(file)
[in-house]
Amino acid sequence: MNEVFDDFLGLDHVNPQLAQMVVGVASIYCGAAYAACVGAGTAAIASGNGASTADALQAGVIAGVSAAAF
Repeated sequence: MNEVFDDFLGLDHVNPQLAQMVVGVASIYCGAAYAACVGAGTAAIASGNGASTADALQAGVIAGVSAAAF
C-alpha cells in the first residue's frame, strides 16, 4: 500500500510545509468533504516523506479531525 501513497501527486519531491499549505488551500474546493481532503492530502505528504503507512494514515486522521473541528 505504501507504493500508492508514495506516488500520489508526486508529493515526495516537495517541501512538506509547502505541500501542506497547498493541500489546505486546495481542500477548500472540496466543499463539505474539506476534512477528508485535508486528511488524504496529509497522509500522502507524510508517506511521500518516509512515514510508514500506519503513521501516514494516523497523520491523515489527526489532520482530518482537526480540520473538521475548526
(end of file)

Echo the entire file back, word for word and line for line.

[in-house]
Amino acid sequence: MNEVFDDFLGLDHVNPQLAQMVVGVASIYCGAAYAACVGAGTAAIASGNGASTADALQAGVIAGVSAAAF
Repeated sequence: MNEVFDDFLGLDHVNPQLAQMVVGVASIYCGAAYAACVGAGTAAIASGNGASTADALQAGVIAGVSAAAF
C-alpha cells in the first residue's frame, strides 16, 4: 500500500510545509468533504516523506479531525 501513497501527486519531491499549505488551500474546493481532503492530502505528504503507512494514515486522521473541528 505504501507504493500508492508514495506516488500520489508526486508529493515526495516537495517541501512538506509547502505541500501542506497547498493541500489546505486546495481542500477548500472540496466543499463539505474539506476534512477528508485535508486528511488524504496529509497522509500522502507524510508517506511521500518516509512515514510508514500506519503513521501516514494516523497523520491523515489527526489532520482530518482537526480540520473538521475548526